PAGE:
Chester school pupils are taking part in a controversial vaccination programme. JO HENWOOD reports
Hundreds of 12- and 13-year-old girls in Chester are taking part in a Government immunisation programme to combat cervical cancer.
The HPV (Human Papilloma Virus) vaccine is being offered to Year 8 pupils through schools by NHS school health advisers.
Within the next six months the girls will be given a course of three injections against the two types of HPV which are known to cause more than 70% of cervical cancers. The vaccine has the potential to save about 400 lives each year.
Schools have been informing girls about the vaccine through assemblies and presentations.
The deputy headteacher of The Queen’s School in Chester, Irene Jones, said: “Letters were sent to parents in June outlining details of the vaccine programme. In July we were visited by two school health team leaders who gave the girls a 20- minute presentation about cervical cancer and the benefits of the vaccine.
“This was followed by an animated question-and-answer session with all sorts of questions from the girls, including ‘will it hurt?’, ‘what are the side effects?’ and ‘what evidence is there that this will protect me from cancer?’”
There has been some controversy surrounding the vaccine, including the Government’s decision to use the Cerverix vaccination, which protects against two of the HPV viruses, over Gardasil, which protects against four, including the virus that causes genital warts. Although genital warts are not life- threatening there are 10,000 new cases in England every year.
Dr Colm O’Mahoney of the Department of Sexual Health (GUM) at the Countess of Chester Foundation Trust said: “It is good news that the Government has decided to introduce this vaccine for 12- and 13-year-old girls. My regret is that they didn’t choose Gardasil, which would offer the added protection against genital warts. We see about 800 new cases in our clinic at Chester every year.”
Wendy Meredith, director of public health for Western Cheshire and Cheshire County Council, defends the choice of Cerverix.
She said: “The aim of the campaign is to reduce rates of cervical cancer. The Department of Health chose the vaccine that best met the pre-set selection criteria for preventing cervical cancer. The vaccine provides protection criteria against the two types of HPV that cause more than 70% of cervical cancers. It is 99% effective.”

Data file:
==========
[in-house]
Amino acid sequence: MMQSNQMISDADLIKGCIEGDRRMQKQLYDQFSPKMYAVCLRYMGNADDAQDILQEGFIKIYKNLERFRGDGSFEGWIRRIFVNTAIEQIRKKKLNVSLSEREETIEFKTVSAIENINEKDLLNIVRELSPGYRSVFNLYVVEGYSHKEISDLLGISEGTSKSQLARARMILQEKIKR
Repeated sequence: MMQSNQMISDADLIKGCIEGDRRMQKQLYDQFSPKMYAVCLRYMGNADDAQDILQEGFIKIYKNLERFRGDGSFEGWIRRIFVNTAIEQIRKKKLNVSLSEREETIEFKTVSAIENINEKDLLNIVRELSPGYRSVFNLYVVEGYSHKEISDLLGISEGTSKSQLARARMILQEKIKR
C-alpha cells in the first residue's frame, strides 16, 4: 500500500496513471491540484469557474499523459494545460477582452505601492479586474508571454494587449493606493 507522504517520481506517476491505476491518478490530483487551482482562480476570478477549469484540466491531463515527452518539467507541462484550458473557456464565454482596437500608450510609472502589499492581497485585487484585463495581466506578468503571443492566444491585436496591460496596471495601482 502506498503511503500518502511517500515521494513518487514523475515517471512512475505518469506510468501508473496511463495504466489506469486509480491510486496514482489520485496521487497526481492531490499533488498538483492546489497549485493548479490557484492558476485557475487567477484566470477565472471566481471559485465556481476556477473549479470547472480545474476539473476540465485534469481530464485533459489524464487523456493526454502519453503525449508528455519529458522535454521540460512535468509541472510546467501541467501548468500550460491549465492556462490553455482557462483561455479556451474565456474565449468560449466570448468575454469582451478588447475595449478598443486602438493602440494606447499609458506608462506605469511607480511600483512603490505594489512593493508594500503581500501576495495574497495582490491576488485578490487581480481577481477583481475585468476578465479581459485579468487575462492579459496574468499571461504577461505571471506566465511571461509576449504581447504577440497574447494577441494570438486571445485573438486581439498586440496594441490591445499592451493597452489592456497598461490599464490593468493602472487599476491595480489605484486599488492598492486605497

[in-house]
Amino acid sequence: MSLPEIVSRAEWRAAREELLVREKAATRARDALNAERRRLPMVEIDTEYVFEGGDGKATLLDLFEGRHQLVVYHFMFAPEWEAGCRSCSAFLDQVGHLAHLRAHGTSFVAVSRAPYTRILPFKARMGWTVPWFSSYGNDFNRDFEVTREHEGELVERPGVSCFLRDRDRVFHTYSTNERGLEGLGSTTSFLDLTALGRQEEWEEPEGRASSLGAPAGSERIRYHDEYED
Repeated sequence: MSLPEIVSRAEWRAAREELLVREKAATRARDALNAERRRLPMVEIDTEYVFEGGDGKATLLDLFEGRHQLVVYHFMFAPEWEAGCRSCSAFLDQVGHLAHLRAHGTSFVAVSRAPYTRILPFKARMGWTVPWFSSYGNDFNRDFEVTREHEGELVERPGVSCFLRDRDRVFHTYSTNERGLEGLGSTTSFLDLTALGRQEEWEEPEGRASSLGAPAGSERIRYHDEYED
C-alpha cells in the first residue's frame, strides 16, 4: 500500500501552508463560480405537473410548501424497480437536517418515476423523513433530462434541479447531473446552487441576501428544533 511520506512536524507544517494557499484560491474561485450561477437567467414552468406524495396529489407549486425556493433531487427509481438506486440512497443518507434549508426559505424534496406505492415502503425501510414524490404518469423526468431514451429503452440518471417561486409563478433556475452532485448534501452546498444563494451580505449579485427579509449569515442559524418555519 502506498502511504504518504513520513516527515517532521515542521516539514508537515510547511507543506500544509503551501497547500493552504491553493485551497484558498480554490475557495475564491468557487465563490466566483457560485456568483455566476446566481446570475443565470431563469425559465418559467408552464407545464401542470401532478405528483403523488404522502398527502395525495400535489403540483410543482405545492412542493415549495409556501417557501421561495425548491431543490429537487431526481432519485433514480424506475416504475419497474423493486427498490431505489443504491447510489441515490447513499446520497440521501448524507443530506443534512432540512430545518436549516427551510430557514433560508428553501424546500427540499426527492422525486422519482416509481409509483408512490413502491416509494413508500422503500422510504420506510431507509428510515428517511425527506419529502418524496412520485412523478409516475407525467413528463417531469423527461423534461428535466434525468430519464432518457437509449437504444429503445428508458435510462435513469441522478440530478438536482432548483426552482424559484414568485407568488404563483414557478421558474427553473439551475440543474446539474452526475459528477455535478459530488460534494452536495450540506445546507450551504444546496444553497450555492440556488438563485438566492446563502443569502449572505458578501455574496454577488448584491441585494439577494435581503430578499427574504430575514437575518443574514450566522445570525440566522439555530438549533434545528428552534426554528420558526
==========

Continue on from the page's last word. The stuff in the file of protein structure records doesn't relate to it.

As HPV is sexually transmitted, the Government has also been accused of cost-cutting by not offering the vaccine to boys.
Wendy responded: “As boys do not suffer from cervical cancer, the benefits of this vaccination programme are less for boys than for girls. By vaccinating girls, however, this reduces the transmission of infections to boys, which should lead to a reduction in the rarer other forms of cancer caused by these two types of HPV in both boys and girls.”
Some religious groups are opposed to the vaccine for fear that it will encourage promiscuity. A Roman Catholic high school in Manchester recently refused permission for its girls to be vaccinated on the premises, stating a school was not the right place to receive injections.
John Murray, headteacher of Chester Catholic High School, is supporting the programme and sent a letter to parents outlining the Catholic Education Service’s view of the immunisation programme. He quoted a statement from the CES in June which said: “The availability of vaccination against HPV offers the prospect of saving hundreds of lives each year and protecting the health of many more women and the well-being of their families.”
It concludes: “There is nothing in Catholic teaching to suggest that there is anything wrong with the use of vaccination against this disease, nor does it undermine the Church’s teachings in regard to human relationships and sexual activity.Š It remains important that all safe and moral steps are taken to protect people from the virus.Š This includes good relationships education in both home and at school and also the opportunity to have this optional vaccination while a teenager.”
Erica Cowley, mother of 12-year-old Kathryn, said: “I am very pleased with the way the school has dealt with this. Kathryn and I have sat down and discussed the vaccine and she is very well informed.”
This year, only girls aged 17 and 18 will be offered the vaccination by their own GP practice as not all girls of this age are still at school.
A two-year ‘catch-up’ programme will start in 2009-10 to vaccinate girls aged 15-18. This will ensure that by summer 2011 all girls currently up to the age of 18 will be protected.
Wendy added: “I’m pleased to say that the vaccination campaign is now up and running and going to plan. Although it is early days, 88% of eligible girls who have been invited have already been immunised in local schools and I’d like to thank parents and our colleagues in schools for their support and co-operation in getting us off to such a good start.”
The second phase of the vaccination campaign is due to start on Monday, October 20, when girls in the target age group receive their second dose of the HPV vaccine.
Any girls who have missed out on their first dose of the vaccine have an opportunity to join the programme in this second phase. For further information, parents or carers should contact their daughter’s school health adviser.
According to the Health Protection Agency, the anticipated uptake rate is 90% of eligible girls by 2011.